Whilst I don't believe there are pat answers for the debate, comparing fatalities in school shootings with the totality of deaths in relation to lightening strikes, shark attacks, international or domestic terrorism, or just about any other death total within the United States, is just plain disingenuous.
Either compare those figures with the total deaths in relation to ALL shootings in the US, or start partialing out the number of deaths by lightening in school specific strikes, acts of international or domestic terrorism at school sites, or the number of times someone got munched by a shark in the school swimming pool or on a class day trip to the local water body.
Your comparative basis is fundamentally flawed.
Prowse was also in 'A Clockwork Orange', the seminal 1971 film, as 'Julian', the bodyguard to subversive writer F. Alexander (played by Patrick Magee). He was chosen for the role due to his physical prowess (he was a past weight lifting champion) - the role required him to lift Magee in a wheelchair and carry him down stairs, as well as look physically intimidating I guess.
Given that Australia follows the Westminster system, and our government is a representative one (i.e. we all vote to choose our own electorate's representatives), then no Prime Minister is 'voted in' directly by us (well, unless you live in his electorate). The party with superior numbers in the Legislative Assembly has a leader it elects, and that party is invited by the Governor-General to form government. If the party elects a new leader, then they by definition are the elected Prime Minister.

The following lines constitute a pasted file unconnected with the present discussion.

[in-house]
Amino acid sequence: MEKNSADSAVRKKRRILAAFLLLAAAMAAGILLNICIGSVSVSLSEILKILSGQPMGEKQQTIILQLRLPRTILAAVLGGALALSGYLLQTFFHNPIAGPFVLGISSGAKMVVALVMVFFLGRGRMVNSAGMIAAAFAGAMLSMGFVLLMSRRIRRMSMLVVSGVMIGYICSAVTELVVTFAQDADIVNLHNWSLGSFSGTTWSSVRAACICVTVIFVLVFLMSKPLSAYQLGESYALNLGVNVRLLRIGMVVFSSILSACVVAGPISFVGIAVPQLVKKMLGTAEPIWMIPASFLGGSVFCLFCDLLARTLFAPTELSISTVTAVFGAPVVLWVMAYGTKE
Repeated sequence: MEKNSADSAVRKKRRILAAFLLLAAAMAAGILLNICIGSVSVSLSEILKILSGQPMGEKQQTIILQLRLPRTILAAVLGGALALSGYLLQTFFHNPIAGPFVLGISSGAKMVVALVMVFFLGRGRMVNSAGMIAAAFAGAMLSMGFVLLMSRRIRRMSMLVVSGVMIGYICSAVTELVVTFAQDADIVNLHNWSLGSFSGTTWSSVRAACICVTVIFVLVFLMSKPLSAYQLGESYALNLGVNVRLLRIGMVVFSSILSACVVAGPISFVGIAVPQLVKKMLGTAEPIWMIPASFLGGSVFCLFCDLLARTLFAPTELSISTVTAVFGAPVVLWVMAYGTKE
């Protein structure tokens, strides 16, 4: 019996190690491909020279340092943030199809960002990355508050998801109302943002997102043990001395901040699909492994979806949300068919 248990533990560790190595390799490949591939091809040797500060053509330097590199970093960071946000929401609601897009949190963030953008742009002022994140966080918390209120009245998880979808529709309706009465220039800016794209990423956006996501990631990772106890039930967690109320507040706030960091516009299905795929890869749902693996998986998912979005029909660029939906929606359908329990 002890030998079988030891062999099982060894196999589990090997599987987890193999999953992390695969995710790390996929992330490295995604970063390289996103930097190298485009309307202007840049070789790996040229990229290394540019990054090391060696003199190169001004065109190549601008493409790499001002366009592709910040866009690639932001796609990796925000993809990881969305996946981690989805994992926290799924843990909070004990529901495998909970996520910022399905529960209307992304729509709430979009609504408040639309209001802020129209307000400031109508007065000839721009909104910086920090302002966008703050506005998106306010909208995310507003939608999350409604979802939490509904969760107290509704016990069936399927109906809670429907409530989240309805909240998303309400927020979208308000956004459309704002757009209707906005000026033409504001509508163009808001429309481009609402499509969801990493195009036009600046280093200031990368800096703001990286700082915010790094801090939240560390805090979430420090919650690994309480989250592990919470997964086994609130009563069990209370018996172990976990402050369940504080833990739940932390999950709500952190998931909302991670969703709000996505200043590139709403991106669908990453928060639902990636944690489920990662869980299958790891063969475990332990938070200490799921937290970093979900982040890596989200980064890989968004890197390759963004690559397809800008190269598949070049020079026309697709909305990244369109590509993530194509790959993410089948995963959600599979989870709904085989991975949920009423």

And if you're suggesting that K. Rudd was any less beholden to the 'big, bad Unions' than J.Gillard, and secured his leadership solely with the aid of non-union aligned factions and a bit of magic pixie dust...
It's like complaining a vote for Liberal is a really vote for Corporate Swill-meisters: the power bases of the major political parties have been pretty much as is for all eternity.
I didn't vote for K. Rudd either, but all the best to Ms Gillard. Just please Julia, dump that dead arse Conroy and whatever wheelbarrow he pushes, tell Fielding to stick his poison apple support, and get on with the job.
Prediction is very difficult, especially of the future. - Niels Bohr